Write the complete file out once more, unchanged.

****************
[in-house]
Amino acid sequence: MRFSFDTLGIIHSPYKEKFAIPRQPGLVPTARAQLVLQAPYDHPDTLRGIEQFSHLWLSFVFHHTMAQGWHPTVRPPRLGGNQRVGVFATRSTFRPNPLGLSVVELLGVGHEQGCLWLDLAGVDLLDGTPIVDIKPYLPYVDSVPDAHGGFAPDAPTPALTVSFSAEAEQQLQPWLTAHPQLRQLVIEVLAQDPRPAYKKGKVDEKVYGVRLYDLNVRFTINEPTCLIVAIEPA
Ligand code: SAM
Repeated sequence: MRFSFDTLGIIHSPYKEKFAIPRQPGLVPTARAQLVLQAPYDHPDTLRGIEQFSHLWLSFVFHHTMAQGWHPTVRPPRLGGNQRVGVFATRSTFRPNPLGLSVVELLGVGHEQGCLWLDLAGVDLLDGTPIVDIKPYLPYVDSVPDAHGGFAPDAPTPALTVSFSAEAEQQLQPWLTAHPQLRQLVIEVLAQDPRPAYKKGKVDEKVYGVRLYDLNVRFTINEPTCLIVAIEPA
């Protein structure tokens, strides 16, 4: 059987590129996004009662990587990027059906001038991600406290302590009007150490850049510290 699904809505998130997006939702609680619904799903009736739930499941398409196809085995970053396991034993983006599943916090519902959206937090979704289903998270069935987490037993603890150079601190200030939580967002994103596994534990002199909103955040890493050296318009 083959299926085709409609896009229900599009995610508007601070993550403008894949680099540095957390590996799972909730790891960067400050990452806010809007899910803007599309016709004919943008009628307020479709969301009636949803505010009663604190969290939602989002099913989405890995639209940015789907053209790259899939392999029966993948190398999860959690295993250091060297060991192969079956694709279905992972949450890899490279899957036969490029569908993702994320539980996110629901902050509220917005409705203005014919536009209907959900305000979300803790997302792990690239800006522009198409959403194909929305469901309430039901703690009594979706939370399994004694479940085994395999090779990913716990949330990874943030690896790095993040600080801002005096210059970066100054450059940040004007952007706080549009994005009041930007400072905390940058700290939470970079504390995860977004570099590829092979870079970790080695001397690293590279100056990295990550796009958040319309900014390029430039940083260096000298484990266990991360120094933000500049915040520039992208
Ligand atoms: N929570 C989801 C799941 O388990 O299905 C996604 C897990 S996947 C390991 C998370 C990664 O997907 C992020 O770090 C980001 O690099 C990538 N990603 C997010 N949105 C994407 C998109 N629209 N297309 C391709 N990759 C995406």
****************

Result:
[in-house]
Amino acid sequence: MRFSFDTLGIIHSPYKEKFAIPRQPGLVPTARAQLVLQAPYDHPDTLRGIEQFSHLWLSFVFHHTMAQGWHPTVRPPRLGGNQRVGVFATRSTFRPNPLGLSVVELLGVGHEQGCLWLDLAGVDLLDGTPIVDIKPYLPYVDSVPDAHGGFAPDAPTPALTVSFSAEAEQQLQPWLTAHPQLRQLVIEVLAQDPRPAYKKGKVDEKVYGVRLYDLNVRFTINEPTCLIVAIEPA
Ligand code: SAM
Repeated sequence: MRFSFDTLGIIHSPYKEKFAIPRQPGLVPTARAQLVLQAPYDHPDTLRGIEQFSHLWLSFVFHHTMAQGWHPTVRPPRLGGNQRVGVFATRSTFRPNPLGLSVVELLGVGHEQGCLWLDLAGVDLLDGTPIVDIKPYLPYVDSVPDAHGGFAPDAPTPALTVSFSAEAEQQLQPWLTAHPQLRQLVIEVLAQDPRPAYKKGKVDEKVYGVRLYDLNVRFTINEPTCLIVAIEPA
């Protein structure tokens, strides 16, 4: 059987590129996004009662990587990027059906001038991600406290302590009007150490850049510290 699904809505998130997006939702609680619904799903009736739930499941398409196809085995970053396991034993983006599943916090519902959206937090979704289903998270069935987490037993603890150079601190200030939580967002994103596994534990002199909103955040890493050296318009 083959299926085709409609896009229900599009995610508007601070993550403008894949680099540095957390590996799972909730790891960067400050990452806010809007899910803007599309016709004919943008009628307020479709969301009636949803505010009663604190969290939602989002099913989405890995639209940015789907053209790259899939392999029966993948190398999860959690295993250091060297060991192969079956694709279905992972949450890899490279899957036969490029569908993702994320539980996110629901902050509220917005409705203005014919536009209907959900305000979300803790997302792990690239800006522009198409959403194909929305469901309430039901703690009594979706939370399994004694479940085994395999090779990913716990949330990874943030690896790095993040600080801002005096210059970066100054450059940040004007952007706080549009994005009041930007400072905390940058700290939470970079504390995860977004570099590829092979870079970790080695001397690293590279100056990295990550796009958040319309900014390029430039940083260096000298484990266990991360120094933000500049915040520039992208
Ligand atoms: N929570 C989801 C799941 O388990 O299905 C996604 C897990 S996947 C390991 C998370 C990664 O997907 C992020 O770090 C980001 O690099 C990538 N990603 C997010 N949105 C994407 C998109 N629209 N297309 C391709 N990759 C995406």